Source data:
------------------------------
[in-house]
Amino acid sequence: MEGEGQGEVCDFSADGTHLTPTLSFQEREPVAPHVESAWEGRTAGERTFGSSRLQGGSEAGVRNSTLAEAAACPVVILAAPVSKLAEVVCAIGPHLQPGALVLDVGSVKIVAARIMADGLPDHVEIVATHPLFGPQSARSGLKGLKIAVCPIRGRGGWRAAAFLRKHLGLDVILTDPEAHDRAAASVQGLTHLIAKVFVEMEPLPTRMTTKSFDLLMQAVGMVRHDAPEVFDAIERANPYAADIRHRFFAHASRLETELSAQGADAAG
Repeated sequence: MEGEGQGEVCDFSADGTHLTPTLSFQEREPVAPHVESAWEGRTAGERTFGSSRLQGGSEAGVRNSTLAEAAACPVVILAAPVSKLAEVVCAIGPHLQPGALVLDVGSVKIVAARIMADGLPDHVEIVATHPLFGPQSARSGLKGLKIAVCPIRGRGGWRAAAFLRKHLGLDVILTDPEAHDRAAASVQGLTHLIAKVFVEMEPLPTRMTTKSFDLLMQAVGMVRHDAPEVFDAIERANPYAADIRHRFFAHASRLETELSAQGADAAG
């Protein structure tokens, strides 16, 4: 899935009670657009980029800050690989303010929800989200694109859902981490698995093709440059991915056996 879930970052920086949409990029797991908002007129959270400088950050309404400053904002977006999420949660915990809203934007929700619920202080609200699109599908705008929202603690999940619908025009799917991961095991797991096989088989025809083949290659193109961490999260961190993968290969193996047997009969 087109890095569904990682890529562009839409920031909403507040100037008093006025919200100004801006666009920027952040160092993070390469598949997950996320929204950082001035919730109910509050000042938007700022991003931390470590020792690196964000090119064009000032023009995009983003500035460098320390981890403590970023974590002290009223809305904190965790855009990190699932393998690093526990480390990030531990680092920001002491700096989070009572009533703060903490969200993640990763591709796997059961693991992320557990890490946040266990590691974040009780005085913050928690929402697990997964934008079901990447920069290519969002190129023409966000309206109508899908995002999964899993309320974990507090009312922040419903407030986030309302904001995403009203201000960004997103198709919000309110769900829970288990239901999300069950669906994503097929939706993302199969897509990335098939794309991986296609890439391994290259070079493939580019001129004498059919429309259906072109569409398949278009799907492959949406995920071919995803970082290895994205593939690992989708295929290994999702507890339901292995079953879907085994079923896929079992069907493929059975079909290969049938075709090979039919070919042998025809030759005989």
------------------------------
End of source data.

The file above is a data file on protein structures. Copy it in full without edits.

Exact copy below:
[in-house]
Amino acid sequence: MEGEGQGEVCDFSADGTHLTPTLSFQEREPVAPHVESAWEGRTAGERTFGSSRLQGGSEAGVRNSTLAEAAACPVVILAAPVSKLAEVVCAIGPHLQPGALVLDVGSVKIVAARIMADGLPDHVEIVATHPLFGPQSARSGLKGLKIAVCPIRGRGGWRAAAFLRKHLGLDVILTDPEAHDRAAASVQGLTHLIAKVFVEMEPLPTRMTTKSFDLLMQAVGMVRHDAPEVFDAIERANPYAADIRHRFFAHASRLETELSAQGADAAG
Repeated sequence: MEGEGQGEVCDFSADGTHLTPTLSFQEREPVAPHVESAWEGRTAGERTFGSSRLQGGSEAGVRNSTLAEAAACPVVILAAPVSKLAEVVCAIGPHLQPGALVLDVGSVKIVAARIMADGLPDHVEIVATHPLFGPQSARSGLKGLKIAVCPIRGRGGWRAAAFLRKHLGLDVILTDPEAHDRAAASVQGLTHLIAKVFVEMEPLPTRMTTKSFDLLMQAVGMVRHDAPEVFDAIERANPYAADIRHRFFAHASRLETELSAQGADAAG
């Protein structure tokens, strides 16, 4: 899935009670657009980029800050690989303010929800989200694109859902981490698995093709440059991915056996 879930970052920086949409990029797991908002007129959270400088950050309404400053904002977006999420949660915990809203934007929700619920202080609200699109599908705008929202603690999940619908025009799917991961095991797991096989088989025809083949290659193109961490999260961190993968290969193996047997009969 087109890095569904990682890529562009839409920031909403507040100037008093006025919200100004801006666009920027952040160092993070390469598949997950996320929204950082001035919730109910509050000042938007700022991003931390470590020792690196964000090119064009000032023009995009983003500035460098320390981890403590970023974590002290009223809305904190965790855009990190699932393998690093526990480390990030531990680092920001002491700096989070009572009533703060903490969200993640990763591709796997059961693991992320557990890490946040266990590691974040009780005085913050928690929402697990997964934008079901990447920069290519969002190129023409966000309206109508899908995002999964899993309320974990507090009312922040419903407030986030309302904001995403009203201000960004997103198709919000309110769900829970288990239901999300069950669906994503097929939706993302199969897509990335098939794309991986296609890439391994290259070079493939580019001129004498059919429309259906072109569409398949278009799907492959949406995920071919995803970082290895994205593939690992989708295929290994999702507890339901292995079953879907085994079923896929079992069907493929059975079909290969049938075709090979039919070919042998025809030759005989």